Ben Ferencz, the last surviving prosecutor from the Nuremberg Nazi trials, has died aged 103. He also helped liberate the death camps of Europe when he was serving in the US military. In 2017, Zeinab Badawi travelled to Florida to interview him at his home. Did he believe the Nuremberg trials have made genocide and crimes against humanity less likely to be committed in the world today?Tue, 11 Apr 2023
- 1245 - Richard Neal: How Northern Ireland affects US-UK relations
As President Biden visits Belfast and Dublin to mark 25 years of the Good Friday Agreement, Stephen Sackur speaks to Congressman Richard Neal, an influential voice when it comes to US policy on Northern Ireland. Will US/UK relations be tied to what happens next in Northern Ireland?Sun, 09 Apr 2023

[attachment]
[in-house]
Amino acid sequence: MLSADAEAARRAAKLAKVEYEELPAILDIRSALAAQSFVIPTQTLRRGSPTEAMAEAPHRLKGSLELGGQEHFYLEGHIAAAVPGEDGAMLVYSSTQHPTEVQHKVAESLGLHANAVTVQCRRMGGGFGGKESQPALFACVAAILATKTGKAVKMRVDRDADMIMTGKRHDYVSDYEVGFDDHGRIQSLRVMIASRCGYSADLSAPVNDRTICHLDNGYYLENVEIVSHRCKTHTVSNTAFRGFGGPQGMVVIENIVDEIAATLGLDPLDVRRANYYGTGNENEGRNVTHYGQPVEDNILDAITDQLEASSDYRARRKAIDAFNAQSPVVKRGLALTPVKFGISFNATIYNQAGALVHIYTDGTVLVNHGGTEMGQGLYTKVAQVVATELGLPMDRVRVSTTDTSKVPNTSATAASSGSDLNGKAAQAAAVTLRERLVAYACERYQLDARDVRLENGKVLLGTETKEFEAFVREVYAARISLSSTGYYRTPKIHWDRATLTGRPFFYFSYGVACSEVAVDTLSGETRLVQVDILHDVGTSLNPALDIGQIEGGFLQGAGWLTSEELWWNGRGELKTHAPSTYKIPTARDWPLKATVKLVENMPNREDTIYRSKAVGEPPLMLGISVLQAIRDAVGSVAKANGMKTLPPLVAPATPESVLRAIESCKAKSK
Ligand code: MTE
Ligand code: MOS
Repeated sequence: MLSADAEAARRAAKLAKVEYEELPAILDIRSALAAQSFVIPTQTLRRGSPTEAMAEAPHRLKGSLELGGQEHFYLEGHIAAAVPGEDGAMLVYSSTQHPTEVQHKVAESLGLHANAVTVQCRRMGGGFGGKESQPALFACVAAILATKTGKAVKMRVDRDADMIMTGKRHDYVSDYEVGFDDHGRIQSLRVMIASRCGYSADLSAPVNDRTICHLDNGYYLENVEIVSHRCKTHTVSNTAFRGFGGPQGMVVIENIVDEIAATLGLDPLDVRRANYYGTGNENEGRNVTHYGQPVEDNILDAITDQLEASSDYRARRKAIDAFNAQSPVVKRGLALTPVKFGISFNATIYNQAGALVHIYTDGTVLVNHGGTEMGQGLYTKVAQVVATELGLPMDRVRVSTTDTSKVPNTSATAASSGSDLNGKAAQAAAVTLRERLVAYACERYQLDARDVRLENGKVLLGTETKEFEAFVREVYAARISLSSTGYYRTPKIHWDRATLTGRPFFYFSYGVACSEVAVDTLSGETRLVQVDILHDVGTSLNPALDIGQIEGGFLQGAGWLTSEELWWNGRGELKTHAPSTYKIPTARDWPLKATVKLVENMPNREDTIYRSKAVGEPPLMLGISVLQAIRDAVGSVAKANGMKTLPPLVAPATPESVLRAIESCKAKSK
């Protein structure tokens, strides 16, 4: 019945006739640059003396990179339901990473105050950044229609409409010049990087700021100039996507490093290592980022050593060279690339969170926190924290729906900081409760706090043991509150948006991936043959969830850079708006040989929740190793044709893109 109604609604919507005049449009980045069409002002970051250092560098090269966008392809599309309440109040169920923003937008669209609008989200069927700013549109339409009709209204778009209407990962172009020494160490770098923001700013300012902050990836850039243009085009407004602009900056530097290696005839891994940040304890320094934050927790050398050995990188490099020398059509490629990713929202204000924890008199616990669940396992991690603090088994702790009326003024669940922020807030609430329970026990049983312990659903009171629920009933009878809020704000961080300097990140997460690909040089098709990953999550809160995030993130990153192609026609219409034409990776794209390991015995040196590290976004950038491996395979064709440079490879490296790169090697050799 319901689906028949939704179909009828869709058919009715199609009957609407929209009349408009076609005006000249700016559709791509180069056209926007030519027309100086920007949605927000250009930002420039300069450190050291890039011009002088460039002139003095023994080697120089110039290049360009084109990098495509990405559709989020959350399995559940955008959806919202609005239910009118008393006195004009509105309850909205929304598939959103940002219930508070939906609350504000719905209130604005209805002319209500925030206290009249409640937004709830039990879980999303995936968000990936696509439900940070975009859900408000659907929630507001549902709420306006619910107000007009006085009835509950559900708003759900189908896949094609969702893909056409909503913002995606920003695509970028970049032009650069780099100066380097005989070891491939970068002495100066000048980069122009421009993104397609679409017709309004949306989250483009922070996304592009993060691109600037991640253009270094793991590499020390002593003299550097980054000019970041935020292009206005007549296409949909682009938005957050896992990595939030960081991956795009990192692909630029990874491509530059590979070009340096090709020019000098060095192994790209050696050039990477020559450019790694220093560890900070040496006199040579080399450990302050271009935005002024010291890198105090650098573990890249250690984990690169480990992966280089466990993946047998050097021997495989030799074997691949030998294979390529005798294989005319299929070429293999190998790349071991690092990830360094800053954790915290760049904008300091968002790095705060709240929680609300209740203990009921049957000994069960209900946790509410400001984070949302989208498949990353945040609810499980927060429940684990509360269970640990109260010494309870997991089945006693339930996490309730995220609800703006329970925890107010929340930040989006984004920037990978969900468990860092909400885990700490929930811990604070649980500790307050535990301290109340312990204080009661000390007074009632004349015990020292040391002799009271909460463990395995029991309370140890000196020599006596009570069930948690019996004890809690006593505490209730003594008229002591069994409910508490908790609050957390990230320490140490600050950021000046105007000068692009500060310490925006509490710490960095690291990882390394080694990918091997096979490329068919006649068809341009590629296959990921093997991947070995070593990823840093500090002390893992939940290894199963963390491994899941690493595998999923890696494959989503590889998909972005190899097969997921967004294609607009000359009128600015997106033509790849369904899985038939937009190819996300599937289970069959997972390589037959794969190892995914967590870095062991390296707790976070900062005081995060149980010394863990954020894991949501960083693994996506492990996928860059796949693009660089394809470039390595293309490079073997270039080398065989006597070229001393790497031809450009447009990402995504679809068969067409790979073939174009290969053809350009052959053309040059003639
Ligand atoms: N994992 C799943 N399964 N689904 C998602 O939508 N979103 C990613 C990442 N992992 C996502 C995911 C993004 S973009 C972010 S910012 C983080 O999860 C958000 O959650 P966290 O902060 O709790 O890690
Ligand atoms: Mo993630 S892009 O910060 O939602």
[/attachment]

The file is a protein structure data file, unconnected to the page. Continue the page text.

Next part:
- 1243 - Geoffrey Robertson: The case for international justice
Stephen Sackur speaks to the renowned lawyer and author Geoffrey Robertson KC, who has long experience as an international human rights defender and a war crimes trial judge. Is the fact that President Vladimir Putin faces war crimes charges while still sitting in the Kremlin a sign of how far we’ve come, or how far we have to go when it comes to global justice?Mon, 03 Apr 2023
- 1242 - David Beasley: Can the world afford to feed its most vulnerable?
Sarah Montague speaks to David Beasley, the outgoing head of the World Food Programme. During his tenure, the agency’s budget has more than doubled but the number of those close to famine is growing and conflict is disrupting food supply. How can the world’s most hungry be fed? (Photo: David Beasley, executive director of the World Food Programme appears via videolink on Hardtalk)Fri, 31 Mar 2023
- 1241 - Bogdan Aurescu: How is Romania handling the pressure from the war on Ukraine?